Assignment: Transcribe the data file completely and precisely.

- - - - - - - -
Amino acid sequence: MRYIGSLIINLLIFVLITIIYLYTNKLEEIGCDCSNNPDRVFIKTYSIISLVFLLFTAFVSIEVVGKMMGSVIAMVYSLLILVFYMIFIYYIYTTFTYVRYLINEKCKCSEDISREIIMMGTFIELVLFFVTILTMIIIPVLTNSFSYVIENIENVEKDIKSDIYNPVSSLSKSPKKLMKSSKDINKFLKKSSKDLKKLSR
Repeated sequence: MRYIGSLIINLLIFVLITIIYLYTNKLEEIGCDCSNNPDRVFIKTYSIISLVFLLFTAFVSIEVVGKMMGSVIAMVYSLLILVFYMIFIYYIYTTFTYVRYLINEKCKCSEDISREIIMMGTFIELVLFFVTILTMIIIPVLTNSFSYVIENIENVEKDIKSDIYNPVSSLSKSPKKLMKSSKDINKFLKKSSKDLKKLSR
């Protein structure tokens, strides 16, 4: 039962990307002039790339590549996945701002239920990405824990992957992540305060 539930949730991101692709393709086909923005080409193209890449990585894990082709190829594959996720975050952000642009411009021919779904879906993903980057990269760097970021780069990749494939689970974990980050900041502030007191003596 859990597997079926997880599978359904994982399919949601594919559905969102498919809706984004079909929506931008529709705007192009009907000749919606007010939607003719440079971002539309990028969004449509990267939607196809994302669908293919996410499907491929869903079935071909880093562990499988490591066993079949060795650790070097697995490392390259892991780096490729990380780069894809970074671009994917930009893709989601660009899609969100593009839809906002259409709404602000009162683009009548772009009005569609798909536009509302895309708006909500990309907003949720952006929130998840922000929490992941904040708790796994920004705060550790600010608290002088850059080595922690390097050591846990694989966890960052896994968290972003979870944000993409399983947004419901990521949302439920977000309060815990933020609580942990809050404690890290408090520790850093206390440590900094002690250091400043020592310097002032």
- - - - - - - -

Amino acid sequence: MRYIGSLIINLLIFVLITIIYLYTNKLEEIGCDCSNNPDRVFIKTYSIISLVFLLFTAFVSIEVVGKMMGSVIAMVYSLLILVFYMIFIYYIYTTFTYVRYLINEKCKCSEDISREIIMMGTFIELVLFFVTILTMIIIPVLTNSFSYVIENIENVEKDIKSDIYNPVSSLSKSPKKLMKSSKDINKFLKKSSKDLKKLSR
Repeated sequence: MRYIGSLIINLLIFVLITIIYLYTNKLEEIGCDCSNNPDRVFIKTYSIISLVFLLFTAFVSIEVVGKMMGSVIAMVYSLLILVFYMIFIYYIYTTFTYVRYLINEKCKCSEDISREIIMMGTFIELVLFFVTILTMIIIPVLTNSFSYVIENIENVEKDIKSDIYNPVSSLSKSPKKLMKSSKDINKFLKKSSKDLKKLSR
């Protein structure tokens, strides 16, 4: 039962990307002039790339590549996945701002239920990405824990992957992540305060 539930949730991101692709393709086909923005080409193209890449990585894990082709190829594959996720975050952000642009411009021919779904879906993903980057990269760097970021780069990749494939689970974990980050900041502030007191003596 859990597997079926997880599978359904994982399919949601594919559905969102498919809706984004079909929506931008529709705007192009009907000749919606007010939607003719440079971002539309990028969004449509990267939607196809994302669908293919996410499907491929869903079935071909880093562990499988490591066993079949060795650790070097697995490392390259892991780096490729990380780069894809970074671009994917930009893709989601660009899609969100593009839809906002259409709404602000009162683009009548772009009005569609798909536009509302895309708006909500990309907003949720952006929130998840922000929490992941904040708790796994920004705060550790600010608290002088850059080595922690390097050591846990694989966890960052896994968290972003979870944000993409399983947004419901990521949302439920977000309060815990933020609580942990809050404690890290408090520790850093206390440590900094002690250091400043020592310097002032």